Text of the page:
I have a fisher stereo microscope on boom stand. When I rack up or down the body keeps falling as it is unable to keep its tension. What can I do?


You need to tighten the coarse adjustment screws to provide more tension so it sticks. Leave the fine adjustment as it is, it works on a different system. It's the coarse adjustment crank that is slipping due to the weight of the stage and lack of pressure from the screws.

Oct 07, 2009 | Fisher Science & Laboratory

2 Answers

Focuser broken


Not really a solution, but anything is better than a posting that get's NO response. It sounds like the rack and pinion drive has collapsed. If you're good with your hands and have a knack for things mechanical maybe you can dissassemble the stage mounting and see how it's meant to work. If something has come loose rather than broken maybe you can fix it. If teeth have stripped from the drive gear - you may be unable to effect a repair. I guess trying to fix it is better than doing nothing. Have a good 2008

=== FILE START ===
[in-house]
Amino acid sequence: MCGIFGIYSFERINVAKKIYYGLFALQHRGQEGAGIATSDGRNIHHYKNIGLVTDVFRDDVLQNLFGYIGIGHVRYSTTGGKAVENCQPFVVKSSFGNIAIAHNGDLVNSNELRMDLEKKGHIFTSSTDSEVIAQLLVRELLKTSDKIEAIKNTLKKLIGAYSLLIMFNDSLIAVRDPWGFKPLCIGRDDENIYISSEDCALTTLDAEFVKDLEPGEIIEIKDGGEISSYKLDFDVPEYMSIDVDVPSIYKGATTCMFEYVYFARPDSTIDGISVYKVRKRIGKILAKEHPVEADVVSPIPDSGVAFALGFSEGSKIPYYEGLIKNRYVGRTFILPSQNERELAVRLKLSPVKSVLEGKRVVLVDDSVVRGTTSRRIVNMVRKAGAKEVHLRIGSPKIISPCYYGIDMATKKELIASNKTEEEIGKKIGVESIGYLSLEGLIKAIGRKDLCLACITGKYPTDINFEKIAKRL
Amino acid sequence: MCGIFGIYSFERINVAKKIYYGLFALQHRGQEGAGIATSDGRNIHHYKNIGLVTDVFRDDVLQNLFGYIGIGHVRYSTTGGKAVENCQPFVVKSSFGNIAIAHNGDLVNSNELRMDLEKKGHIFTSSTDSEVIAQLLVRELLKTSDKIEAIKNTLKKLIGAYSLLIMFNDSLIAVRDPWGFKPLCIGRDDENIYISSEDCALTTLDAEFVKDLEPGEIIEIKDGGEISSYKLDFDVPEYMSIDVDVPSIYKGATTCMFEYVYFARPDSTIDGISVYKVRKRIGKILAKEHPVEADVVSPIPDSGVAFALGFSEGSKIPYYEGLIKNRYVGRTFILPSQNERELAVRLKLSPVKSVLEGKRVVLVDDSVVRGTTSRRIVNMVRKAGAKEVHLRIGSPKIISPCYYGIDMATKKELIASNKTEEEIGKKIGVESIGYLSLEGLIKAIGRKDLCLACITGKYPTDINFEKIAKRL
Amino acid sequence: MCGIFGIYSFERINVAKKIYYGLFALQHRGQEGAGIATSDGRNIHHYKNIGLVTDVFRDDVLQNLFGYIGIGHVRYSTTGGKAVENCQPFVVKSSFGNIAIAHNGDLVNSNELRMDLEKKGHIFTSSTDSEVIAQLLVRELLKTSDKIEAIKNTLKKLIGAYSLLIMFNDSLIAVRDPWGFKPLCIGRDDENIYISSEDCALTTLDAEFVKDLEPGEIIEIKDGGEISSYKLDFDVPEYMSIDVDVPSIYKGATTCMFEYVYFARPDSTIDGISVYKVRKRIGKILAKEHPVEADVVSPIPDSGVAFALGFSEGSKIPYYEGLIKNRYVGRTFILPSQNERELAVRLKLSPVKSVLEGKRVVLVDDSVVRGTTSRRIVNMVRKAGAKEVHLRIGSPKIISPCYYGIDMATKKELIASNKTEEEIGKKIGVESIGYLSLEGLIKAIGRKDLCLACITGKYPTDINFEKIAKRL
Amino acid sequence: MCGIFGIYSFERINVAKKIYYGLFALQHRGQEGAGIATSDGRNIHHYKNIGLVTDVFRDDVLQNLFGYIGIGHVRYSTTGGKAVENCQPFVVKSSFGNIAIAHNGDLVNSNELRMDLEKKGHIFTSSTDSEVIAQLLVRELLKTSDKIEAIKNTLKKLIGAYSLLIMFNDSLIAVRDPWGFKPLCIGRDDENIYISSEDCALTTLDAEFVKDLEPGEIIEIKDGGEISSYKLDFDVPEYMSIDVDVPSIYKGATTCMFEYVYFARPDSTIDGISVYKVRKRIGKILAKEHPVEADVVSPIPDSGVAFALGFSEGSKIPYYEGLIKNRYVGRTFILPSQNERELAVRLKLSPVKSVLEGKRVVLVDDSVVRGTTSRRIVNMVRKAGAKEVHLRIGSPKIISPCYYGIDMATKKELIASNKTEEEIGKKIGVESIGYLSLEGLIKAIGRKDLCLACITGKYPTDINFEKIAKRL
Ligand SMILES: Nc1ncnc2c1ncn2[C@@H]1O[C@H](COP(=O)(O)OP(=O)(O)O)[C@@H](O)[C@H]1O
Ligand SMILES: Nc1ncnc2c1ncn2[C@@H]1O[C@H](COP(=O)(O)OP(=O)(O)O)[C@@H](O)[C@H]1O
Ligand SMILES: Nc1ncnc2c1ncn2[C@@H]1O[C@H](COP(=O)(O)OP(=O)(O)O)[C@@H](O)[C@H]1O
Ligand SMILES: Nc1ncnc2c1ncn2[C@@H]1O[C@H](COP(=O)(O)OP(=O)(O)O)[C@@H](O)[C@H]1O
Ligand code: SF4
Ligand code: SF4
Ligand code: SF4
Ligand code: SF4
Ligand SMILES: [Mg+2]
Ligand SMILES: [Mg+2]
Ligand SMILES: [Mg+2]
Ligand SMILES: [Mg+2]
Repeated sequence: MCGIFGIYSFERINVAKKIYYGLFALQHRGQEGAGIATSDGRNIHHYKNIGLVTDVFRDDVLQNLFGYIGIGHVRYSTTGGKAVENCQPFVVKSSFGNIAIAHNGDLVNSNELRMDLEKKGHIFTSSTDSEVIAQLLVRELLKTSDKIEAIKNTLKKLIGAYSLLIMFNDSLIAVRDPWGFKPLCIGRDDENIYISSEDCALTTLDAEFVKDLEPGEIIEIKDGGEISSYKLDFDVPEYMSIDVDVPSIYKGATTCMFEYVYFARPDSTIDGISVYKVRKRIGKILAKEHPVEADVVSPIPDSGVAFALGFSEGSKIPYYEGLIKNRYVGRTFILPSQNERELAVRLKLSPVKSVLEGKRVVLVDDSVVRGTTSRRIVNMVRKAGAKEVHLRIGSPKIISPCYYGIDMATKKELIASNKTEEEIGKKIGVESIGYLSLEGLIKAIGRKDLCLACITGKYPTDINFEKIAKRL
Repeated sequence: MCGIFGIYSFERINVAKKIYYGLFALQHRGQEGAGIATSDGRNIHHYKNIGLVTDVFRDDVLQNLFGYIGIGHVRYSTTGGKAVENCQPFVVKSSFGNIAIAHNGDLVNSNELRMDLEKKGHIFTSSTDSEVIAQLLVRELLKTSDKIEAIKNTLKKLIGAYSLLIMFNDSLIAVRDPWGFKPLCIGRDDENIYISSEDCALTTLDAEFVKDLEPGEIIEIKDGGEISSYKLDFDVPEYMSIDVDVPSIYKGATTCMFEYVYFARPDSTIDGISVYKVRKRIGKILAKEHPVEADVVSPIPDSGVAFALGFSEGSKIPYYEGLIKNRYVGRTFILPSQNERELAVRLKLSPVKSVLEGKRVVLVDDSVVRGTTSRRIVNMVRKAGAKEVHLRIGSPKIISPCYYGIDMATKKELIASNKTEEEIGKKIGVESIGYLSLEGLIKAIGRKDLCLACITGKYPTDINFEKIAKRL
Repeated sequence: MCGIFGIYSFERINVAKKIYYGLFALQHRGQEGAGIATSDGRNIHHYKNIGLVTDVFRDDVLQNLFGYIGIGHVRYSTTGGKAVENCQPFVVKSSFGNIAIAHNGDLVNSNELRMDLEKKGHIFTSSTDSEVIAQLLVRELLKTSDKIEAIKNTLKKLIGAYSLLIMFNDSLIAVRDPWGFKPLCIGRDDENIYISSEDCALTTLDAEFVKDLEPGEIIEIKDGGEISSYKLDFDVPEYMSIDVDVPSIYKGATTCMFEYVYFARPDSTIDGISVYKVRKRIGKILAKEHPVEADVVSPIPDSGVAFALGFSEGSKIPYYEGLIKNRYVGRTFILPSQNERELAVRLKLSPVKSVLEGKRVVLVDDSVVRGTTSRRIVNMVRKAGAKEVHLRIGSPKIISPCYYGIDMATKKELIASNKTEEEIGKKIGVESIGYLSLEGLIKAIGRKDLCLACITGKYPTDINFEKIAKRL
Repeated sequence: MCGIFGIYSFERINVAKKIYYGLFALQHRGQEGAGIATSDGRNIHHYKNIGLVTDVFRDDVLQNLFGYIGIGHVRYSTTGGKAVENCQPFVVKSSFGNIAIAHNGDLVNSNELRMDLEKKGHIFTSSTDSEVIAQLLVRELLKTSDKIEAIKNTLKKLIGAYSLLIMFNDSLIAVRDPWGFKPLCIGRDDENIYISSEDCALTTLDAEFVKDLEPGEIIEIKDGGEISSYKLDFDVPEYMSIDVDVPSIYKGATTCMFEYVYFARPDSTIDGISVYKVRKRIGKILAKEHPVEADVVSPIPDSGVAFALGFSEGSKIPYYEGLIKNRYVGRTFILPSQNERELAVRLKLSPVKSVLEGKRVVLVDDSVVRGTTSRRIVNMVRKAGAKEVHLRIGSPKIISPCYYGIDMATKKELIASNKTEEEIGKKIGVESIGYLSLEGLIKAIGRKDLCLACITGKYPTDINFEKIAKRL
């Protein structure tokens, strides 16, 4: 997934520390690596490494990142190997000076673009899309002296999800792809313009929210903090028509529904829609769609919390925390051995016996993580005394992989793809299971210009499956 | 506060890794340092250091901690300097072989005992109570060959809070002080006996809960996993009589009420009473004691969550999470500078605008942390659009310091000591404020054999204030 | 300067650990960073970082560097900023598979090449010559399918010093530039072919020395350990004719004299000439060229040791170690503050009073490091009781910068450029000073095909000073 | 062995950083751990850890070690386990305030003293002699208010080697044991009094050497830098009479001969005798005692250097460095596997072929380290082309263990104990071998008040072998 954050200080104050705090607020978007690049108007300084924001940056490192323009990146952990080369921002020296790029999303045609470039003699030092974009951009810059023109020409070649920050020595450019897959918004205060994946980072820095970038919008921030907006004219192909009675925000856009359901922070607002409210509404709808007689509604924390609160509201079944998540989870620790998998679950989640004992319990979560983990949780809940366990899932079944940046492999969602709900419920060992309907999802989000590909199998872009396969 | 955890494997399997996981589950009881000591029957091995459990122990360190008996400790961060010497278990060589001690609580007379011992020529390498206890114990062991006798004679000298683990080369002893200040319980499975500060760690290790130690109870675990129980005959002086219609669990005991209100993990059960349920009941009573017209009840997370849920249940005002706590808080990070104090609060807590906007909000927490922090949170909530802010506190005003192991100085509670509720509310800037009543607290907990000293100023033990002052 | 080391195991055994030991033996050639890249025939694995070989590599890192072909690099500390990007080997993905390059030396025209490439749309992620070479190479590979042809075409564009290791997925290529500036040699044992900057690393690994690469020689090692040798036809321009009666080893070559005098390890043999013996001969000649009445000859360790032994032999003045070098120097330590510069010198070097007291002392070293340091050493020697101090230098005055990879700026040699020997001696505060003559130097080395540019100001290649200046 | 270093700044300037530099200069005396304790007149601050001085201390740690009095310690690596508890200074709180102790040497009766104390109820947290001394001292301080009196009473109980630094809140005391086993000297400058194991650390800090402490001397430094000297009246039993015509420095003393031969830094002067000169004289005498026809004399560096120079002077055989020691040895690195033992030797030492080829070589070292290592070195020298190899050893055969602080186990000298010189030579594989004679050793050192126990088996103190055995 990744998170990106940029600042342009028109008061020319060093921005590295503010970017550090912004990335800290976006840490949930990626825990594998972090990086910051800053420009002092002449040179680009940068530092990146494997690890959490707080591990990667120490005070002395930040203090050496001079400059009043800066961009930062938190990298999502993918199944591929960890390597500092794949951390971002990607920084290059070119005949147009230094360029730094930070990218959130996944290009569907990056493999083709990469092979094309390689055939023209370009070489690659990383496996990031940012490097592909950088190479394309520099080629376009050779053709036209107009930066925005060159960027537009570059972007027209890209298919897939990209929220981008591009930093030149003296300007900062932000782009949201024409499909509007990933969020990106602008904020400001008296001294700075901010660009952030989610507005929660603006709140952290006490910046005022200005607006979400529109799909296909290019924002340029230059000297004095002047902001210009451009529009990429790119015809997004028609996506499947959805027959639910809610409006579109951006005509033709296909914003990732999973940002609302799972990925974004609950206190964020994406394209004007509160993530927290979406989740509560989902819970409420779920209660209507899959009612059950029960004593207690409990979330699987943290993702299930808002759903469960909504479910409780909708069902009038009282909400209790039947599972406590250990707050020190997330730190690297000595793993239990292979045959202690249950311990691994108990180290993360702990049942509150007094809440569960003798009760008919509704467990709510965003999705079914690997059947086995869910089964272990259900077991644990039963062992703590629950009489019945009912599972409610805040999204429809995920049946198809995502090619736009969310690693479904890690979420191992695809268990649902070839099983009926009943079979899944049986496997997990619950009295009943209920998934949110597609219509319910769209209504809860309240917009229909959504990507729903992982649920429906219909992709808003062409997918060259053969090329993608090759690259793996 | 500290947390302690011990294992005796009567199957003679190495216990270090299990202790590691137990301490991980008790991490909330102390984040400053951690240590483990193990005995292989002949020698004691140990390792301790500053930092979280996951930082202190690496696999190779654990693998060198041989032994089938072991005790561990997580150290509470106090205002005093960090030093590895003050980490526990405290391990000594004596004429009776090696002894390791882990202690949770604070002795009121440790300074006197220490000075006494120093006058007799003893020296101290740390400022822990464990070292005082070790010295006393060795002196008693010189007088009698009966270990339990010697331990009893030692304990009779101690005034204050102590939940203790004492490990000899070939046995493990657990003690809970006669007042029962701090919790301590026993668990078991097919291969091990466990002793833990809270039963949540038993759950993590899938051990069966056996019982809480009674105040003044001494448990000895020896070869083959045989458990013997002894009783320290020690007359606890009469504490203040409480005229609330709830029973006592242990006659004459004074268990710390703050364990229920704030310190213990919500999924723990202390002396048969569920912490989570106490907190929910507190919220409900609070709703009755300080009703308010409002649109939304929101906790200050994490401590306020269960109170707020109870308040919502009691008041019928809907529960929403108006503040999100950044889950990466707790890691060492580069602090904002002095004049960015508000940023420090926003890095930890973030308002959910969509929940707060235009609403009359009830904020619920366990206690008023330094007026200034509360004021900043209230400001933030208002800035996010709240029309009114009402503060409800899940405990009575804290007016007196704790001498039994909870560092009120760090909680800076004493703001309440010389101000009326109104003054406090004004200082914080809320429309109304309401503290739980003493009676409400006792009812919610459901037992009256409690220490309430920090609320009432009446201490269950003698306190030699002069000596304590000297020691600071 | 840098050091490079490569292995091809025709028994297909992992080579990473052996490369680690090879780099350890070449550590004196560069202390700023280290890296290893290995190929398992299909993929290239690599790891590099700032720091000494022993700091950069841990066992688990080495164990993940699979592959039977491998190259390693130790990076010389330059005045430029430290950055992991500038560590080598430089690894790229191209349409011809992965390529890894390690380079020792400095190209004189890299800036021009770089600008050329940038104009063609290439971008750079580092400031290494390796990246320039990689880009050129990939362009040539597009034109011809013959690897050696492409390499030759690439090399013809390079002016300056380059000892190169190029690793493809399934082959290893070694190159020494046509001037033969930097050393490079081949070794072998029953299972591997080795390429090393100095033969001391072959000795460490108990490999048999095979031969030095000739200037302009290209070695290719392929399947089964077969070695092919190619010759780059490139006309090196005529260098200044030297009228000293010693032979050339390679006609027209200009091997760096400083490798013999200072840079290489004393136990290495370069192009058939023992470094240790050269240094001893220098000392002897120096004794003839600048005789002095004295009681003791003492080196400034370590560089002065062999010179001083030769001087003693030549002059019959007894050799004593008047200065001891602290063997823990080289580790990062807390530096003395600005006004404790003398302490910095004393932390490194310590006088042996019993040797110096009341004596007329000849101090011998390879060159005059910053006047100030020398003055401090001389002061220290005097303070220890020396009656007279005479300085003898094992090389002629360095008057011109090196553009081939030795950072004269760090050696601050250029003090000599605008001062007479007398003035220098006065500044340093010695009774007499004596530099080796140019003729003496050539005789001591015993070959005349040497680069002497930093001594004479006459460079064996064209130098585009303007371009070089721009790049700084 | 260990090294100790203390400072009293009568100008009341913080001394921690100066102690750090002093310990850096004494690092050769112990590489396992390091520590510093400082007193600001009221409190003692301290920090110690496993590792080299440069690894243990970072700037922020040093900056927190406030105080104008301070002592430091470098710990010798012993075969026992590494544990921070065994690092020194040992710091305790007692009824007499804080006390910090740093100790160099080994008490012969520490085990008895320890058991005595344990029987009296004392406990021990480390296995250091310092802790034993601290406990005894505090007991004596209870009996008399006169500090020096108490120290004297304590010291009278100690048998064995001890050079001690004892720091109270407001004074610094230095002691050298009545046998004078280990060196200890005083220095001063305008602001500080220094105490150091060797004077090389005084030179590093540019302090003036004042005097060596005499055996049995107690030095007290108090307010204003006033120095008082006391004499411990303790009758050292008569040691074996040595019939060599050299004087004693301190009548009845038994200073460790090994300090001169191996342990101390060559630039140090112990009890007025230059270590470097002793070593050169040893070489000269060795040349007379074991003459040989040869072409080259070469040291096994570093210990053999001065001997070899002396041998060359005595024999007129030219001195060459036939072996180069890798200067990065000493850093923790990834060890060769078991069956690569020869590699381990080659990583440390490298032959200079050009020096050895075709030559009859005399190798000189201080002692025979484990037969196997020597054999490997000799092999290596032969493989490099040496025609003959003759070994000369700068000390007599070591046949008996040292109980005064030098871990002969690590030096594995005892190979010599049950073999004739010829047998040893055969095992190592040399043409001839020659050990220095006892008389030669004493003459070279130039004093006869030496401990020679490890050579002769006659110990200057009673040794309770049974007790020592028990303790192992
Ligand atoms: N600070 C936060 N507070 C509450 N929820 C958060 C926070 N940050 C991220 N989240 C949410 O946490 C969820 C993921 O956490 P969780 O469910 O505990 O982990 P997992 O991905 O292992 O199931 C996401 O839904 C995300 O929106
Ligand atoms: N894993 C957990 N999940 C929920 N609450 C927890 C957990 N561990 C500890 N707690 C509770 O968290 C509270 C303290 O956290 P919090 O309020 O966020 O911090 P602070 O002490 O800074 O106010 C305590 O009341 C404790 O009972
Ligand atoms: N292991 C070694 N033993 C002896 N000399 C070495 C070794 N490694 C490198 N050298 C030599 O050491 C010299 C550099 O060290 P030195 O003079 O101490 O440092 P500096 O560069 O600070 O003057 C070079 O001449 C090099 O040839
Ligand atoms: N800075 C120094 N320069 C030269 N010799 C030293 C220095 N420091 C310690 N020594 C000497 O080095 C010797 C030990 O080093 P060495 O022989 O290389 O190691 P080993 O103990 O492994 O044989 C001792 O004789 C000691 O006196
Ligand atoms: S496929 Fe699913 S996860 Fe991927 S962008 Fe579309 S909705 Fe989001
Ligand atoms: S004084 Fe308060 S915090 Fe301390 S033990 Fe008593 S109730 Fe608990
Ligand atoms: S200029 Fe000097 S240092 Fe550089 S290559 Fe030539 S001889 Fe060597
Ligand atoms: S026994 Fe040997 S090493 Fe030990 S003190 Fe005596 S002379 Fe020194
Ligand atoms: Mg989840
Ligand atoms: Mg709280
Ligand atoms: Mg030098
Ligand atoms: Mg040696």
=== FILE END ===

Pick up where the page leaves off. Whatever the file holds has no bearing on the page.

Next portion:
kevin

Jan 05, 2008 | Meade 8200 Monocular Microscope

Not finding what you are looking for?
Science & Laboratory Logo

Related Topics:

48 people viewed this question

Ask a Question

Usually answered in minutes!

Top Science & Laboratory Experts

William McMath

Level 2 Expert

178 Answers

kakima

Level 3 Expert

102366 Answers

Tom Chichester

Level 3 Expert

33359 Answers

Are you a Science and Laboratory Expert? Answer questions, earn points and help others

Answer questions

Manuals & User Guides

Loading...